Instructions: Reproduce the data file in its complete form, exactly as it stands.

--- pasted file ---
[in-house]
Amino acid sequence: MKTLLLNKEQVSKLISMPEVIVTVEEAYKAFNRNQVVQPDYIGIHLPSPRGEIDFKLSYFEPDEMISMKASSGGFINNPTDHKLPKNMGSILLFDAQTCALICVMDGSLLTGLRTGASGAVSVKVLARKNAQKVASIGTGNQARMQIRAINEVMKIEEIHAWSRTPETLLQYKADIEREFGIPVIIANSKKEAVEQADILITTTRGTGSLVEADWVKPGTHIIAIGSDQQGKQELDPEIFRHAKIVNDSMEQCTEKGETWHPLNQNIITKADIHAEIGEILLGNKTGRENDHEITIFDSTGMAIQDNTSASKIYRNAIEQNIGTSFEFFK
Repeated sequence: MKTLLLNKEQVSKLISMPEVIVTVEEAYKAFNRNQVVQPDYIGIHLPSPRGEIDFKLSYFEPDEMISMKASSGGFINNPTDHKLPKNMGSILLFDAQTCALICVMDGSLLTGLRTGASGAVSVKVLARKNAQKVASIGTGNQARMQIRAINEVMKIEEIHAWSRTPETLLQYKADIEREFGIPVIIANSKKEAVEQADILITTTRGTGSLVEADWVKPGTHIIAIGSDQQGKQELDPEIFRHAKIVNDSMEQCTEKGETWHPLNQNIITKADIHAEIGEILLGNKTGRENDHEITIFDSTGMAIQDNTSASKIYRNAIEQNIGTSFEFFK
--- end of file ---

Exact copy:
[in-house]
Amino acid sequence: MKTLLLNKEQVSKLISMPEVIVTVEEAYKAFNRNQVVQPDYIGIHLPSPRGEIDFKLSYFEPDEMISMKASSGGFINNPTDHKLPKNMGSILLFDAQTCALICVMDGSLLTGLRTGASGAVSVKVLARKNAQKVASIGTGNQARMQIRAINEVMKIEEIHAWSRTPETLLQYKADIEREFGIPVIIANSKKEAVEQADILITTTRGTGSLVEADWVKPGTHIIAIGSDQQGKQELDPEIFRHAKIVNDSMEQCTEKGETWHPLNQNIITKADIHAEIGEILLGNKTGRENDHEITIFDSTGMAIQDNTSASKIYRNAIEQNIGTSFEFFK
Repeated sequence: MKTLLLNKEQVSKLISMPEVIVTVEEAYKAFNRNQVVQPDYIGIHLPSPRGEIDFKLSYFEPDEMISMKASSGGFINNPTDHKLPKNMGSILLFDAQTCALICVMDGSLLTGLRTGASGAVSVKVLARKNAQKVASIGTGNQARMQIRAINEVMKIEEIHAWSRTPETLLQYKADIEREFGIPVIIANSKKEAVEQADILITTTRGTGSLVEADWVKPGTHIIAIGSDQQGKQELDPEIFRHAKIVNDSMEQCTEKGETWHPLNQNIITKADIHAEIGEILLGNKTGRENDHEITIFDSTGMAIQDNTSASKIYRNAIEQNIGTSFEFFK